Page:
From Fr. Streitenberger

Dear Brothers and Sisters in Christ,

After having looked at prayer in general, we continue this series on the spiritual life by looking at some schools of spirituality that will help us in our practice of meditation and contemplation. One such school is monastic spirituality or the spirituality that developed in Western Christianity in the monasteries. Throughout the history of Christianity, many men and women have been called by God to seek Him by living separate from the world as hermits or in communities. In the West, followers of the early monks, especially St. Benedict (480- 547), have followed a common spirituality. Even though we are not called to live in monasteries, this monastic spirituality can aid us in our journey of growing closer to God. We can improve our relationship with God by learning from the monks about lectio divina. This is a special form of prayer used by the monks that we can use during our time set aside for prayer. The first step is to read and reread a passage from Scripture โ€“ this is the lectio, or reading stage. Then, we meditate on what we have read by prayerfully finding themes from the text that apply to our lives. In the next stage, we prayerfully turn to God by connecting our insights from the text to Him; what He is asking of us, etc. Finally, we enjoy the stage of contemplation in which we are lifted up to God in peace and quiet. By practicing lectio divina, we use the time we set aside for prayer to draw closer to God by prayerfully meditating on Scripture. Each week, we provide an outline in the bulletin to assist you in this form of meditation called lectio divina. A few weeks ago, there was an insert with a plan to read the Bible in a year. It might be a nice thing to use this method of meditation as you do your daily reading of Scripture.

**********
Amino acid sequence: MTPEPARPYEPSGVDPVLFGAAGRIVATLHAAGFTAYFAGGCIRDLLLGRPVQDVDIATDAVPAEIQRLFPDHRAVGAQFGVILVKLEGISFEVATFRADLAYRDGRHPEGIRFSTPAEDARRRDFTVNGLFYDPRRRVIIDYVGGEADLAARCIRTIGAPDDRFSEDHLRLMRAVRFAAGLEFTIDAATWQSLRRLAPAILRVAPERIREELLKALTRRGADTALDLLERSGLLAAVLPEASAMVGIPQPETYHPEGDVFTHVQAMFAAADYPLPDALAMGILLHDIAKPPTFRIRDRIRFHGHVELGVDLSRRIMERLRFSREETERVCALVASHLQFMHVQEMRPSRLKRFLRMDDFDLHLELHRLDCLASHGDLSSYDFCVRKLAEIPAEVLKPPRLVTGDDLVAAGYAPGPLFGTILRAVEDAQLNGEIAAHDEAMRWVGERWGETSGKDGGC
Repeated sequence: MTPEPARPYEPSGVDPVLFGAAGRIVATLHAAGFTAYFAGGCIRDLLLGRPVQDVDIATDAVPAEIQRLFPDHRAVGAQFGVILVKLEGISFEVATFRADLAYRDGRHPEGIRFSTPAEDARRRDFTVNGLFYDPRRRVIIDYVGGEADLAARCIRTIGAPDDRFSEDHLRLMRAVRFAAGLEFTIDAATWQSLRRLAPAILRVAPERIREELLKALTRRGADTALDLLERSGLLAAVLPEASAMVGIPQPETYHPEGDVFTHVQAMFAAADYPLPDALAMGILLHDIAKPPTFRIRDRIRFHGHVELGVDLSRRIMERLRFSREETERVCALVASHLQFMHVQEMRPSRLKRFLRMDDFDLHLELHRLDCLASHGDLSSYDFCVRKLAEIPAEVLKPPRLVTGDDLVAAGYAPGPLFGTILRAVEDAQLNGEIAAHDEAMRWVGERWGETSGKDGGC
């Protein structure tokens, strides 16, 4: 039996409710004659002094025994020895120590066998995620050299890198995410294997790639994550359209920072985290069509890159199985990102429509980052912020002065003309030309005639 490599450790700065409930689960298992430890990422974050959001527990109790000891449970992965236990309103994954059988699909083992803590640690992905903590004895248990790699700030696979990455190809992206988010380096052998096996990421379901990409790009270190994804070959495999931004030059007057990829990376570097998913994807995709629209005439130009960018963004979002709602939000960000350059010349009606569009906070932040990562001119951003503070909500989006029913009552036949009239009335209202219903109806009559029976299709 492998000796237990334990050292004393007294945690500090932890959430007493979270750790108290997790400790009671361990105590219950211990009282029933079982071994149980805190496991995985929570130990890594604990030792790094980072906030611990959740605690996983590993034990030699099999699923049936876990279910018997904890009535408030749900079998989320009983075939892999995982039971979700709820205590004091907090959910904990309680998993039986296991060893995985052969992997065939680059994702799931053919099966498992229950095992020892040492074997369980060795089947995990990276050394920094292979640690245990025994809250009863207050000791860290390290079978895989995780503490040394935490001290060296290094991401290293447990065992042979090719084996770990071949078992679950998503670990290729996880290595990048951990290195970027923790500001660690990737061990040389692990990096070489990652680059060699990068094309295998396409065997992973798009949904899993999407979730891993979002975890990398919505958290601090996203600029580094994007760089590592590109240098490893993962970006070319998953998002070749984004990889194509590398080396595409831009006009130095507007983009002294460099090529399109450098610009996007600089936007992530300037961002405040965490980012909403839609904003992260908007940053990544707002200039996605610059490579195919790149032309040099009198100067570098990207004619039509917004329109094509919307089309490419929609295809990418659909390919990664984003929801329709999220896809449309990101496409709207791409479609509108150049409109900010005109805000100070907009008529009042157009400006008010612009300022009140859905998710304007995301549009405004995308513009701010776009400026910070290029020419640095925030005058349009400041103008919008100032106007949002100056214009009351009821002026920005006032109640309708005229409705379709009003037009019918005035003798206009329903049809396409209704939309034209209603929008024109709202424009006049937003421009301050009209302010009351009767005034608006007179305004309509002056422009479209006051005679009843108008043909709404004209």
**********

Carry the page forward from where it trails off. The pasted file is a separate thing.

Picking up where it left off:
In Jesus through Mary,
Fr. Adam Streitenberger